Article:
The U.S. Securities and Exchange Commission on Monday charged cryptocurrency exchange Bittrex Inc and its former CEO William Shihara with operating an unregistered national securities exchange, broker and clearing agency.
The SEC alleged in its complaint, which was filed in a U.S. district court in Washington, that Shihara coordinated with crypto asset issuers seeking to make their tokens available for trading on Bittrex’s platform to delete public statements that Shihara believed would lead regulators to investigate those token offerings as securities.
The SEC also charged Bittrex’s foreign affiliate, Bittrex Global GmbH, for failing to register as a national securities exchange in connection with its operation of a single shared order book along with Bittrex.
Shihara declined to respond to a request for comment.
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Bittrex Inc said in a statement that securities were not offered or traded on its platform and that it did not offer products that were investment contracts.
In a separate statement, Bittrex Global said it has no U.S. customers and plans to “vigorously defend” the SEC’s allegations in court.
“Bittrex Global was founded upon principles of security and compliance — and we take great pride in our global reputation as one of the longest-standing and most compliant exchanges in the world,” the company said.
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Seattle-based Bittrex had previously announced it would shutter its U.S. operations effective April 30 due to “continued regulatory uncertainty.” The company’s non-U.S. operations are based in Liechtenstein.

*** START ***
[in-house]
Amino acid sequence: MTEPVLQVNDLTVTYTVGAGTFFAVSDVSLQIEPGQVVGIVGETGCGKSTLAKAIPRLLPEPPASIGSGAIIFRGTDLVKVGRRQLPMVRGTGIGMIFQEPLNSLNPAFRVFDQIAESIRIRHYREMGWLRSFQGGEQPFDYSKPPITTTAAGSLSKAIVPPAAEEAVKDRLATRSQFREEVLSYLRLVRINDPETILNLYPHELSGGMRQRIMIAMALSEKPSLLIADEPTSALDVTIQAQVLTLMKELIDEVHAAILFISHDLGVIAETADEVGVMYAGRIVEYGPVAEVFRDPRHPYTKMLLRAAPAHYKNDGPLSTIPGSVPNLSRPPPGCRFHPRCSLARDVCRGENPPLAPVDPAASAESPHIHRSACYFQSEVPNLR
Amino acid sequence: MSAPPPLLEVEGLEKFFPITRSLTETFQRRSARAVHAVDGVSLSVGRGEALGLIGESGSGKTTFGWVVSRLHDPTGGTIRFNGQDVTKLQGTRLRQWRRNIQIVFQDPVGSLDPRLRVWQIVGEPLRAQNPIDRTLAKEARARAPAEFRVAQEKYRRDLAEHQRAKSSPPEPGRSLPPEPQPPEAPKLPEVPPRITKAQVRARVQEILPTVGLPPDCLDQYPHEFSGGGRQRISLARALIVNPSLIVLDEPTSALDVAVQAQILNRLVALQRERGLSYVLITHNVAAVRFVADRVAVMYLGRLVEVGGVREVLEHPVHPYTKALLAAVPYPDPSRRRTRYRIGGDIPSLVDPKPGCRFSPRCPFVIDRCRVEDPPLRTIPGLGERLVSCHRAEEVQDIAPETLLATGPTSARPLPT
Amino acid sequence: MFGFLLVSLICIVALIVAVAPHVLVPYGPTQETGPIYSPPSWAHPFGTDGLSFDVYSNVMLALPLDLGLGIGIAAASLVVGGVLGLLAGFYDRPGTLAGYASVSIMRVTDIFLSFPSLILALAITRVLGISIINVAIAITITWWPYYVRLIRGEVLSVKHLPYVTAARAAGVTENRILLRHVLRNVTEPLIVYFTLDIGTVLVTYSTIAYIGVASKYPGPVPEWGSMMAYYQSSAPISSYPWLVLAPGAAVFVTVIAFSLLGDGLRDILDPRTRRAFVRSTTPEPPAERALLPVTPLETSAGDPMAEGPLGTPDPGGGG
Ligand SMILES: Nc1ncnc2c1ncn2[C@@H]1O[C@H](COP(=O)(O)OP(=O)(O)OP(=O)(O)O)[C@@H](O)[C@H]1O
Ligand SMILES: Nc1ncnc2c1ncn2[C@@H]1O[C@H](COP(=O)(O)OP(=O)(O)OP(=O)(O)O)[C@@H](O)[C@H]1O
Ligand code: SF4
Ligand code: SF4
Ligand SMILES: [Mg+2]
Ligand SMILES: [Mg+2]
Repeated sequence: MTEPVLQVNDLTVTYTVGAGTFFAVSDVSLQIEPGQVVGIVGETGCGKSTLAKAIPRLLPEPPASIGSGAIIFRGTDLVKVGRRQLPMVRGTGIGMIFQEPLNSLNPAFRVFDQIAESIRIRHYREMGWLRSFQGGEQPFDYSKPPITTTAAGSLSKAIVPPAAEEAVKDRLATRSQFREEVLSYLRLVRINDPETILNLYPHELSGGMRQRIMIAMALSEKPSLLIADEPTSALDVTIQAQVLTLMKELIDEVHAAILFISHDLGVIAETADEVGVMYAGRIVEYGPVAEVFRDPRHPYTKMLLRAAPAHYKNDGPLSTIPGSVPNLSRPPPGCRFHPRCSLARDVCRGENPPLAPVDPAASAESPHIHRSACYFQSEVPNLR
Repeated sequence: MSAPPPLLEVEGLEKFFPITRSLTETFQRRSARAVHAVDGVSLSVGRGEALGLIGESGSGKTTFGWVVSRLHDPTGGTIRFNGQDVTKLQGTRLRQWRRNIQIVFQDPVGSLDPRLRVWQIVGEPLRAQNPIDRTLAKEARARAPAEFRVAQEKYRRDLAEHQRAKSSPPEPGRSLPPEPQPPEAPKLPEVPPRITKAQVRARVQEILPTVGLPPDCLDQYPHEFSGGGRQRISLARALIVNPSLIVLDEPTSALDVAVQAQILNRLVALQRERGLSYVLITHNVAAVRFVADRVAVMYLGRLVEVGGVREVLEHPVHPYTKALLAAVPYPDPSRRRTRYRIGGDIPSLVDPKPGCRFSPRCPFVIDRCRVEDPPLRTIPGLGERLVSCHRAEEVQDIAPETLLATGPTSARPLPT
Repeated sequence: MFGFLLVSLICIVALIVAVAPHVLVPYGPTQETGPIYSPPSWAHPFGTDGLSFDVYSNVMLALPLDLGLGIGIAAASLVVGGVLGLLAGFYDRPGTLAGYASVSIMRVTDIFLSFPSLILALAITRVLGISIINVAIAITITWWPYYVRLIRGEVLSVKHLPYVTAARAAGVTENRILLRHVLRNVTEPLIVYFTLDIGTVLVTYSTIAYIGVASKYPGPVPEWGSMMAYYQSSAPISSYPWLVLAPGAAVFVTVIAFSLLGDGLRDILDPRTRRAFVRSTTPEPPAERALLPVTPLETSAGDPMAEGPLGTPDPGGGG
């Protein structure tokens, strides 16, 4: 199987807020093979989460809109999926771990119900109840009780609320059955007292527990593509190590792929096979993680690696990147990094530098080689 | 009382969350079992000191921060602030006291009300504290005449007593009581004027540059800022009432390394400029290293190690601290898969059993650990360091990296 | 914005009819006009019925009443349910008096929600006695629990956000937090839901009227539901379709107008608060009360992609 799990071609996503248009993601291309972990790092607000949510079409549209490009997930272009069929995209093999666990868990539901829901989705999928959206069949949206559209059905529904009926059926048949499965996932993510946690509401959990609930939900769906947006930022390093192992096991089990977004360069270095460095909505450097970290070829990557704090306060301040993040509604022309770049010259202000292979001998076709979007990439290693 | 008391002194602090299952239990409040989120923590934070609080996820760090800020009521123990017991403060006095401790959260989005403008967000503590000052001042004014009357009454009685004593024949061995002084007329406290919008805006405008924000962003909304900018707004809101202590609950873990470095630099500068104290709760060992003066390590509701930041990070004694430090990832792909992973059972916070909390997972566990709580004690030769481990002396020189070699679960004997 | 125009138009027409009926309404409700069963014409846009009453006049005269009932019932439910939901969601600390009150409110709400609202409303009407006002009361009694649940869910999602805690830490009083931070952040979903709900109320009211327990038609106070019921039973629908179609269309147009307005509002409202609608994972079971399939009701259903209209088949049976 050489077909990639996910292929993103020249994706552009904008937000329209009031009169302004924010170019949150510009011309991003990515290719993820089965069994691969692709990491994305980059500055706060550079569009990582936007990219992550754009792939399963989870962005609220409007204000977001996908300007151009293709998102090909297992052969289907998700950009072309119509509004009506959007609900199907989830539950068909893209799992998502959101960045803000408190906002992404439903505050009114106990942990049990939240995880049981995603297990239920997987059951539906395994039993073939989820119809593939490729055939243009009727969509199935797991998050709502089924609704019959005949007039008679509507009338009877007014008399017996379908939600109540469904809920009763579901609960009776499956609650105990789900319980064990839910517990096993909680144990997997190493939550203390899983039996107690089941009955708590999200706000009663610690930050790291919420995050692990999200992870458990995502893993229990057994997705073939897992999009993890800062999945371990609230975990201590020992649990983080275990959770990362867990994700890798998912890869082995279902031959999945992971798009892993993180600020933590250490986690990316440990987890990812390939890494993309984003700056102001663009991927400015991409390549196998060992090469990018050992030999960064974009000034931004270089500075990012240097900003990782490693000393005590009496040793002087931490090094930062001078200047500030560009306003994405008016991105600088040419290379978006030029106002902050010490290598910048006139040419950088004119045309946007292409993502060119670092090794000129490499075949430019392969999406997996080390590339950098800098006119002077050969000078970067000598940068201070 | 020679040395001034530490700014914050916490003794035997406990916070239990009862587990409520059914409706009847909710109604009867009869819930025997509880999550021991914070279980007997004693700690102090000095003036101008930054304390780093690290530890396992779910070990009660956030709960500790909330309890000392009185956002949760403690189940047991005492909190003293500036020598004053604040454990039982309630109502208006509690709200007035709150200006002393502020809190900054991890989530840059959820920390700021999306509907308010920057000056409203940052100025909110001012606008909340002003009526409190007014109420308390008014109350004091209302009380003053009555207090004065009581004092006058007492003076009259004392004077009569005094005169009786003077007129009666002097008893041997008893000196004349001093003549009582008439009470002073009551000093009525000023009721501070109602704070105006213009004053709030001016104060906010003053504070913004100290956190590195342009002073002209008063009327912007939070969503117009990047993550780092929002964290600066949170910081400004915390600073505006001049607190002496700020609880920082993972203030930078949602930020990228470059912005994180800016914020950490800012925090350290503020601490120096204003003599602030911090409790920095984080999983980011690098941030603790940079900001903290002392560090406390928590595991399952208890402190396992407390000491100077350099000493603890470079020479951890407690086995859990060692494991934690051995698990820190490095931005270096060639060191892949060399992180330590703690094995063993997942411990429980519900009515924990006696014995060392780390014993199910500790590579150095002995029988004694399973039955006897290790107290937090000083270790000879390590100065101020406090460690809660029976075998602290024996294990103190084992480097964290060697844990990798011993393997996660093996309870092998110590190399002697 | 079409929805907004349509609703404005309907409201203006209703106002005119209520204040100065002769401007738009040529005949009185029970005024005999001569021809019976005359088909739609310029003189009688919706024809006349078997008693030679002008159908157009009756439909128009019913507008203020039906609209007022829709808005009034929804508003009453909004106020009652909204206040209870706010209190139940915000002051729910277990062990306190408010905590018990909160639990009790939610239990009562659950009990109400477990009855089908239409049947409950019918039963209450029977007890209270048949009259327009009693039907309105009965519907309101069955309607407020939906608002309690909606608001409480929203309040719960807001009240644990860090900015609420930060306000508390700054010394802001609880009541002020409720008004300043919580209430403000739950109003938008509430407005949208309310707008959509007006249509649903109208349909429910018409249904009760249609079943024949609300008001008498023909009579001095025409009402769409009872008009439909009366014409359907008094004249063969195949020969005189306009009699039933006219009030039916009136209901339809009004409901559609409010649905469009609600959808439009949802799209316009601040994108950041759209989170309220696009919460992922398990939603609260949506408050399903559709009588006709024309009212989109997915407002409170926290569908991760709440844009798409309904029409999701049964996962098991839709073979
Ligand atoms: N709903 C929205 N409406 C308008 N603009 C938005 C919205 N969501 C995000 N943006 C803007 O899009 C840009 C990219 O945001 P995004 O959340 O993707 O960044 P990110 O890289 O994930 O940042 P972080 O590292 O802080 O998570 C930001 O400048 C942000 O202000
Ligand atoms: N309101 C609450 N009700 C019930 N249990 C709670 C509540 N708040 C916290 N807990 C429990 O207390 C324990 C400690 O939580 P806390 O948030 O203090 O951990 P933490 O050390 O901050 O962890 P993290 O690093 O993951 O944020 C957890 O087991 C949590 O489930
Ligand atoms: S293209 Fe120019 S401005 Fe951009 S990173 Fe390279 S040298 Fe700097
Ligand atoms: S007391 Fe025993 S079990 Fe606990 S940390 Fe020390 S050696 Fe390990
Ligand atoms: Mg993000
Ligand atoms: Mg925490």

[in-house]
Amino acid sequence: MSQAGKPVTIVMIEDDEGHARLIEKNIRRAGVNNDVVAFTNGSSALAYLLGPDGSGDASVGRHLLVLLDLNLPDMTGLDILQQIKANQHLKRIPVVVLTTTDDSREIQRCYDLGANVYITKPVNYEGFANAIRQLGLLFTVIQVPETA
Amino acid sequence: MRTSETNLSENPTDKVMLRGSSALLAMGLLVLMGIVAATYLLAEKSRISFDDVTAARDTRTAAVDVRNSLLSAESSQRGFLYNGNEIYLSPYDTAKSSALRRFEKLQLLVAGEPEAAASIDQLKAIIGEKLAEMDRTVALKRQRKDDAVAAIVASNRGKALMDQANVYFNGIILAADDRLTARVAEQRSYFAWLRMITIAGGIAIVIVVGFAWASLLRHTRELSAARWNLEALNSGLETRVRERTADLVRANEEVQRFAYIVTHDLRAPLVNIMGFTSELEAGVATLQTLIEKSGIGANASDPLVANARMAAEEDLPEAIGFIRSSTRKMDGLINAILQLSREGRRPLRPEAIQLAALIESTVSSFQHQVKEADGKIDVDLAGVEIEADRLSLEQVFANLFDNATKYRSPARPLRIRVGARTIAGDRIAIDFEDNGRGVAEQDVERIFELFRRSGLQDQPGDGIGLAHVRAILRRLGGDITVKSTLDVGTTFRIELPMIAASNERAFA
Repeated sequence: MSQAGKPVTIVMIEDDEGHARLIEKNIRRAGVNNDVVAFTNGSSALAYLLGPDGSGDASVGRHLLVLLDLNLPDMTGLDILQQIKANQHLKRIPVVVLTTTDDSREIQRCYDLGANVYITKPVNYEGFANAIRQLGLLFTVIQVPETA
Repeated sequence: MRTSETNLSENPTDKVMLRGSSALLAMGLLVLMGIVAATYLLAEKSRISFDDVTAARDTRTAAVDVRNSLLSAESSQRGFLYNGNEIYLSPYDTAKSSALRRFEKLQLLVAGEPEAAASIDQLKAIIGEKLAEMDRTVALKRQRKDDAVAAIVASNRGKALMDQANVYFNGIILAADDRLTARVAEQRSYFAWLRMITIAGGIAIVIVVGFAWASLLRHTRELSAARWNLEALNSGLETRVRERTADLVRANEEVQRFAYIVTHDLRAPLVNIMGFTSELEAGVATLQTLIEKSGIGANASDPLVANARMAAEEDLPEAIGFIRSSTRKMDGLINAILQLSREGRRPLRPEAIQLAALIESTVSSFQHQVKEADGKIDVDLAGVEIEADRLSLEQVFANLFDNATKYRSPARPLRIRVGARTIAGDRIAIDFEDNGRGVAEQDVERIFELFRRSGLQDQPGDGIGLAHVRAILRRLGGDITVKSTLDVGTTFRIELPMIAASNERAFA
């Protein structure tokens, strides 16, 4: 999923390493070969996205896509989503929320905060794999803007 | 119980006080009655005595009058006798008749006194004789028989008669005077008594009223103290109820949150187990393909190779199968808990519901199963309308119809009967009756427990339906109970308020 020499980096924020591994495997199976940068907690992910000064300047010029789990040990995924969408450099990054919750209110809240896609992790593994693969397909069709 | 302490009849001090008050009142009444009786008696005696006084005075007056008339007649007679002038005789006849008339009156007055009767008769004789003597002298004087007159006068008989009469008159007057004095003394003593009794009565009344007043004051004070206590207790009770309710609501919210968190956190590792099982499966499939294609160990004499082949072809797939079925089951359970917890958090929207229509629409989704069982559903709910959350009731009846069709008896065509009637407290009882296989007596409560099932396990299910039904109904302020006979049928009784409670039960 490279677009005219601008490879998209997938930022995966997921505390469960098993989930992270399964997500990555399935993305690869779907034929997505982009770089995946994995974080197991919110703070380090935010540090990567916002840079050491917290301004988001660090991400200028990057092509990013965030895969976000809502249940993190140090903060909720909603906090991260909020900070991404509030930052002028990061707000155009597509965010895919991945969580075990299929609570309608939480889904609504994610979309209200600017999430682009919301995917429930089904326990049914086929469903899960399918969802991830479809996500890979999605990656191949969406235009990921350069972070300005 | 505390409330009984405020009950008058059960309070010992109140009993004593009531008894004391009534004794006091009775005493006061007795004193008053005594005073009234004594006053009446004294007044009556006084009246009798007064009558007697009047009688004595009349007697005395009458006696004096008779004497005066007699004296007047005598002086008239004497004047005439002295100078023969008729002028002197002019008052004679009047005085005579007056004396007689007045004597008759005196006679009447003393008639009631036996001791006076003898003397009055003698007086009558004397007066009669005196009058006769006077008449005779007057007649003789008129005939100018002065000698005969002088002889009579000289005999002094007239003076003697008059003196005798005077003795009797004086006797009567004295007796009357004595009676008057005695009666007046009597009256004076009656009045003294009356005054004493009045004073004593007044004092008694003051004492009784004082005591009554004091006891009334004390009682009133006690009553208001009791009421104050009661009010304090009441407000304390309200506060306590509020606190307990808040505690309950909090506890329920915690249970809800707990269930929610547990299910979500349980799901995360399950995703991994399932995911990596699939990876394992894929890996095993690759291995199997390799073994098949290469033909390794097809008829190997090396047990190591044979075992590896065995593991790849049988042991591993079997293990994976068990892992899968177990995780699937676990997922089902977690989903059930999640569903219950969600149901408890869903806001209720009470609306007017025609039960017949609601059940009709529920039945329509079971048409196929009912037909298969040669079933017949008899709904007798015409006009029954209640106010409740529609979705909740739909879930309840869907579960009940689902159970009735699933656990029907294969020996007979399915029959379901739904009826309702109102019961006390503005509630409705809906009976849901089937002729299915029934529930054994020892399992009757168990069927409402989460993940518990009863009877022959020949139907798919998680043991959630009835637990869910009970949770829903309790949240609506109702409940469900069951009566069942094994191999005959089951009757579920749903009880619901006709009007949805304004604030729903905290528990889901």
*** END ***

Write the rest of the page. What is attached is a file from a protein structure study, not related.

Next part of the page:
The SEC’s complaint also alleged that Bittrex from 2017 to 2022 earned at least $1.3 billion in revenues from transaction fees from investors, among other things, while servicing them as a broker, exchange and clearing agency, but failed to register those activities with the SEC.
“Today’s action, yet again, makes plain that the crypto markets suffer from a lack of regulatory compliance, not a lack of regulatory clarity,” SEC Chair Gary Gensler said in a statement.
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Gensler has previously said that companies that help facilitate transactions in the cryptocurrency market should register with the SEC like other market intermediaries.
Bittrex in October agreed to pay $29 million in fines to the U.S. Treasury Department for “apparent violations” of sanctions on certain countries and anti-money laundering law.